transmit (632) to the selected virtual machine launcher an exercise identifier that identifies the particular exercise selected by the student, wherein the virtual machine launcher automatically launches the one or more virtual machines (132) that are associated with particular exercise; and

transmit (638) to the client system data directing the client system to establish a session with the remote display server by launching the remote display viewer (148), wherein the viewer displays to the student, within a window of the web browser (146), a graphical user interface produced by one of the one or more operating systems, after establishing the connection with the remote display server,

whereby the student is able to use the client system to remotely interact with at least one of the one or more virtual machines after the connection is established."

IV. The examining division gave essentially the following reasons in the decision under appeal:

(a) The method of claim 1 differed from that disclosed in document D1 in that

(i) the client system contained a web browser which was used to host the window produced by the remote display server;

(ii) the exercises were transmitted via an exercise list from a server to the client system, whereas in document D1, the students received exercise assignments from another source; and

(iii) the selection by a user of an exercise automatically launched at least one virtual machine associated with an exercise on an available launcher. In the method of document D1, each student had to log on to a particular server (PC in the computer lab) and launch its virtual machine manually.

(b) The problems solved by the application were seen as relating to (i) providing a platform-independent remote display viewer; and (ii) providing automation of the process of document D1.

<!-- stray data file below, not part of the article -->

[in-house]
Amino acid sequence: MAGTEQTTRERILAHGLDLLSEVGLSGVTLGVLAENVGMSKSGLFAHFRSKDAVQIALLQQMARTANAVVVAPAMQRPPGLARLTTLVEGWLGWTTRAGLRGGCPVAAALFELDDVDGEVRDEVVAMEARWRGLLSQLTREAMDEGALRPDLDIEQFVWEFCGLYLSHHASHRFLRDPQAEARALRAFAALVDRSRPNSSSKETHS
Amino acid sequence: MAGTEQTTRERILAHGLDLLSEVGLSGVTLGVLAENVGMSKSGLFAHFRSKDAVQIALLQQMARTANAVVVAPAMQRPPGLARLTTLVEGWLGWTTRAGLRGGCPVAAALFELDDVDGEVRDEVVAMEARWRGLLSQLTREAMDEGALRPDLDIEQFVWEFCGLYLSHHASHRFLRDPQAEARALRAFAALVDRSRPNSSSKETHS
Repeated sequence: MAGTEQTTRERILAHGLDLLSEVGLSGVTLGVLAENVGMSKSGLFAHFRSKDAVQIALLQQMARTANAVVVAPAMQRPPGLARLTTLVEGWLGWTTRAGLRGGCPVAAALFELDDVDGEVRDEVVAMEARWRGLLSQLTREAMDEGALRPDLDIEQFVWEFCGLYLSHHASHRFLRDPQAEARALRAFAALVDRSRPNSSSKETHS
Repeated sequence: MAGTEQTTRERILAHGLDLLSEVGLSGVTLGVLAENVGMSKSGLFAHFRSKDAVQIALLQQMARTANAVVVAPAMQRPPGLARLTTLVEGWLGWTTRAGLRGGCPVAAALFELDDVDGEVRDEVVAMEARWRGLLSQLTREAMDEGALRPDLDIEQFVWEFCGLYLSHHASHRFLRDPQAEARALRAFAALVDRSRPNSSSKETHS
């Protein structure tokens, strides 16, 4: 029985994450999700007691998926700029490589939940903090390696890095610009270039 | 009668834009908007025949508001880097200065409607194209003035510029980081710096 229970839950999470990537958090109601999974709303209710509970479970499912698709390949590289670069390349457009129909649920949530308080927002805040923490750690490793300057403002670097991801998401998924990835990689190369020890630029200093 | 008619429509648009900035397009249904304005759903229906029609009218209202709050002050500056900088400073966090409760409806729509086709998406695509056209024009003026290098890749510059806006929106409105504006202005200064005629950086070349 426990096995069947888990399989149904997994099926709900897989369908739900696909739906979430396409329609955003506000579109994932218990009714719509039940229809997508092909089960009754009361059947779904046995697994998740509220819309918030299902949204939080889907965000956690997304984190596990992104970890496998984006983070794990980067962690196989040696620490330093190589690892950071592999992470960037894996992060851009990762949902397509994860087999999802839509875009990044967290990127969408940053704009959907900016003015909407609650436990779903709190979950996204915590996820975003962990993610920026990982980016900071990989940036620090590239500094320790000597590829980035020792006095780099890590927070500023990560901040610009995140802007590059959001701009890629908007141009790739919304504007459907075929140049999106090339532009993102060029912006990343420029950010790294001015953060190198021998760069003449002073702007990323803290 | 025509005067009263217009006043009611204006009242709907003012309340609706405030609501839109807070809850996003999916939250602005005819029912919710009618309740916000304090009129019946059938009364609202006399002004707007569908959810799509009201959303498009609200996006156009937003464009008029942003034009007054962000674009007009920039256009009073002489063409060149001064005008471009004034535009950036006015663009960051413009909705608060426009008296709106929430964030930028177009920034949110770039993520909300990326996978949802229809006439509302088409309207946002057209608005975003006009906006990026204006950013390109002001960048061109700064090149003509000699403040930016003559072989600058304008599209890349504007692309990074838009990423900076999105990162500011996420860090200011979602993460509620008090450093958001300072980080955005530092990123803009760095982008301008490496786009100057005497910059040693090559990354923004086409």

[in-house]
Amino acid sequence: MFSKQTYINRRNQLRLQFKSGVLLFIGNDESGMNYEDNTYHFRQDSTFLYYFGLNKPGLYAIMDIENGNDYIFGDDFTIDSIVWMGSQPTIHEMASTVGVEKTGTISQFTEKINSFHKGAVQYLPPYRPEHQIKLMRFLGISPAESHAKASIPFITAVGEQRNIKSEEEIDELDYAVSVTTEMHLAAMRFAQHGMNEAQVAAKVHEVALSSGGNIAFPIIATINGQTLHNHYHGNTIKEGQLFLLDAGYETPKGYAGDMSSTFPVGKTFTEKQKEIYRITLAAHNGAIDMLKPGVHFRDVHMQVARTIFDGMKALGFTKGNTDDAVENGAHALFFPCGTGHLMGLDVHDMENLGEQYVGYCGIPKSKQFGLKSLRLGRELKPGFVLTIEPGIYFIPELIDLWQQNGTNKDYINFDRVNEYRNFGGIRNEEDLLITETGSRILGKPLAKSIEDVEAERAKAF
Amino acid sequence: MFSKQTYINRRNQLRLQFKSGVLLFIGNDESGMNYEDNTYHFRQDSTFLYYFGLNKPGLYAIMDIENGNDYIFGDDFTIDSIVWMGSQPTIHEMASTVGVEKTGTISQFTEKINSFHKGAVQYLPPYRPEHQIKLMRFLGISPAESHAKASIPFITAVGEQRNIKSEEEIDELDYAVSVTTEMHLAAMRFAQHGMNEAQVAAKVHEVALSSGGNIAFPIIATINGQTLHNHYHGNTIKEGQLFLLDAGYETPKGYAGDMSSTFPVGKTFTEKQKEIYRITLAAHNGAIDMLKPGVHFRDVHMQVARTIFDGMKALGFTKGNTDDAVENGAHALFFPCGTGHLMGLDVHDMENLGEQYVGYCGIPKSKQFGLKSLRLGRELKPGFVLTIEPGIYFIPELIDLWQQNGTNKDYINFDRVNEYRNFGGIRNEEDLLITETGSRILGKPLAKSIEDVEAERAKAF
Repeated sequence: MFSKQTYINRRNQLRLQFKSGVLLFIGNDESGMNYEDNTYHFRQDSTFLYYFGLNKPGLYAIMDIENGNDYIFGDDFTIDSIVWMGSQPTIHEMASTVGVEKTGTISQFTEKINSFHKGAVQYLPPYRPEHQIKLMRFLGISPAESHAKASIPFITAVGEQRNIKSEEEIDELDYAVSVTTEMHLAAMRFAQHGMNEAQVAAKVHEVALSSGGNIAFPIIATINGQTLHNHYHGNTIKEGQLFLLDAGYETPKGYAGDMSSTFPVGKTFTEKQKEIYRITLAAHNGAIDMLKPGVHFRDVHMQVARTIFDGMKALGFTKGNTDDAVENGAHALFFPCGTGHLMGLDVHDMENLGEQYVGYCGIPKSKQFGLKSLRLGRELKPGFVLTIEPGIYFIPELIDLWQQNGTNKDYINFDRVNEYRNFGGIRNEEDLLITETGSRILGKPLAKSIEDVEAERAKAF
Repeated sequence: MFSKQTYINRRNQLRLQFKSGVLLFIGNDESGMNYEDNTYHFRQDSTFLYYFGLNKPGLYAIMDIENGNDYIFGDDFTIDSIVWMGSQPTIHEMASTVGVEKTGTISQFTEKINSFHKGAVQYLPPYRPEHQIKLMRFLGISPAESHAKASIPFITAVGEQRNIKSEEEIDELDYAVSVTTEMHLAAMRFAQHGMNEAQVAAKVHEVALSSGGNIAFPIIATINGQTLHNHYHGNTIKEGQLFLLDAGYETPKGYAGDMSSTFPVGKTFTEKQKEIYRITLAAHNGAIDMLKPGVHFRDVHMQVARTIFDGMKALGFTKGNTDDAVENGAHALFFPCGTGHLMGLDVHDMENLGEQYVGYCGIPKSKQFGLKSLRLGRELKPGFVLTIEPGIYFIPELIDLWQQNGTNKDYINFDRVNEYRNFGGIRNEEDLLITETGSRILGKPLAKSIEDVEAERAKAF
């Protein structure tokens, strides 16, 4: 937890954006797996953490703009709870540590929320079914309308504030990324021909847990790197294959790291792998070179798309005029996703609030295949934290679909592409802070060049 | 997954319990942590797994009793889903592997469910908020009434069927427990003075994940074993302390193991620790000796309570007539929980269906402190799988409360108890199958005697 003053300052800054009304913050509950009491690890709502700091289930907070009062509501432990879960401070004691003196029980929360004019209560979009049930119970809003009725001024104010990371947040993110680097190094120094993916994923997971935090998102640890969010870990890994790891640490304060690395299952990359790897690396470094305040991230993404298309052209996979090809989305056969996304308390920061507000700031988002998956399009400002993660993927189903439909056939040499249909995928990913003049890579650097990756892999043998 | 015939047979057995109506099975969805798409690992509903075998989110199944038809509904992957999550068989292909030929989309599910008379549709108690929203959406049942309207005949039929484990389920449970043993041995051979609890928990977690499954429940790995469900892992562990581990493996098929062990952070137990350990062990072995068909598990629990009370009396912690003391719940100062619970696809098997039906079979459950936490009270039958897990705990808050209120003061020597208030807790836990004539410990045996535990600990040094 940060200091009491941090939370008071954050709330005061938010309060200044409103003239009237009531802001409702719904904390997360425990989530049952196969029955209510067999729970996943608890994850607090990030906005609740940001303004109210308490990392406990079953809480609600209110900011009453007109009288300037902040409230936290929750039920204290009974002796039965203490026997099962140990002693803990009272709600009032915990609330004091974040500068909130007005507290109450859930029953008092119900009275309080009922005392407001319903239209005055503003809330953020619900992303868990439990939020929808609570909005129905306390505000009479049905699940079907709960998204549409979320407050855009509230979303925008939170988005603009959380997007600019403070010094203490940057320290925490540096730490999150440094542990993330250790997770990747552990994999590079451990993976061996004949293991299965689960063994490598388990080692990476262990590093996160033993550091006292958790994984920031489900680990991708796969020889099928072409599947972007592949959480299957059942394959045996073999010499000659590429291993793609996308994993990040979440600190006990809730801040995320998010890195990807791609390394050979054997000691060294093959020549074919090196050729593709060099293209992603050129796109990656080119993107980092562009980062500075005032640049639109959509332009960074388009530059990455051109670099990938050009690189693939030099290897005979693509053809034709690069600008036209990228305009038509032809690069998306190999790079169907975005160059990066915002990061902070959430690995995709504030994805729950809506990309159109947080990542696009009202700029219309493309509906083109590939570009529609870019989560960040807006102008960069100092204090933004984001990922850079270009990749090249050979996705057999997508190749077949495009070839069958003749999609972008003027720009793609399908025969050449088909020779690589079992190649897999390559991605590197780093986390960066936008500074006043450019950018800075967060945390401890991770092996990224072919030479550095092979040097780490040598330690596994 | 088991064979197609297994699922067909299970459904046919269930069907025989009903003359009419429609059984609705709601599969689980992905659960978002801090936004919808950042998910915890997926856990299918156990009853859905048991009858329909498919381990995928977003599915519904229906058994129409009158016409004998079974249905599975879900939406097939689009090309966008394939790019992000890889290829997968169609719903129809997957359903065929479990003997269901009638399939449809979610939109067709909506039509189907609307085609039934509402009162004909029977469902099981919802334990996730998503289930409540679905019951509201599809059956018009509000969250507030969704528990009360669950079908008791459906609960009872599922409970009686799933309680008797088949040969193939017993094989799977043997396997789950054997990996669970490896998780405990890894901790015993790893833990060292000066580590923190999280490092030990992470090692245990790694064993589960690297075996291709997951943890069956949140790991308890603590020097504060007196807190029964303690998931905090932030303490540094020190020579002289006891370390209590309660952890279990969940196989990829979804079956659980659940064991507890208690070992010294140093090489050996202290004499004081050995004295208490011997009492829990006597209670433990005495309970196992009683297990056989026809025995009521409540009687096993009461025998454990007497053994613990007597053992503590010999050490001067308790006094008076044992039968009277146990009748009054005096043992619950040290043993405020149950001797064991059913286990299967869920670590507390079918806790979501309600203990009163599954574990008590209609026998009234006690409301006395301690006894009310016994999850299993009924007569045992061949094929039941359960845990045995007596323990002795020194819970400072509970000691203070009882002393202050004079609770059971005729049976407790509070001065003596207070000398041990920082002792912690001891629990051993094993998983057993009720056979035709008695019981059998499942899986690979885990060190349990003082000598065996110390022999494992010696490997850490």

(c) Regarding difference (i), a skilled person faced with the problem of providing platform-independent display viewers would be led to use a Java applet running on a local web-browser, as Java enabled web-browsers were known in all major operating systems.

(d) The differences (ii) and (iii) would result from a straightforward automation of the manual process known from document D1 using commonplace programs, such as an http-server in combination with cgi-script.

V. The appellant applicant's arguments can be summarized as follows:

(a) The examination division failed to take into account that in contrast to the simple client and the server layers in the system of document D1, the invention as illustrated by Figure 3 provided in addition:

(i) A "top layer" with multiple versions of virtual machines (VM files 132) pertaining to different operating system configurations in accessible storage,

(ii) A layer of virtual machine launchers (397) interacting with the server layer (302), via the known virtual machine platform (122), but with user selection triggering available launchers, and

(iii) An intermediate layer interacting with the server layer comprising a database (130), linking (a) users to courses, (b) courses to exercises, and (c) exercises to virtual machines.

The combination of features claimed in claims 1 and 6, as a whole, was not contained in the teaching of any of the prior art documents cited by the examination division, and therefore could not be lacking in inventive step.

The contribution of the invention thus resided not simply in the "an automated implementation of these two known software products", eg. VMware and VNC, but in the manner in which these components were deployed, and the way they were made to interact with the other components of a novel combination.

(b) The examination division appeared to have made an incorrect assumption that the virtual machine launchers (397) recited in the claims were part of the virtual machine platform (122). The virtual machine launchers in the present invention were a separate element and integer of the claimed combination. While VMware, for example, had a "launcher", the user in the method of document D1 had to launch manually a virtual machine through the graphical user interface (GUI) of that software (see D1, page 76, second column, second paragraph).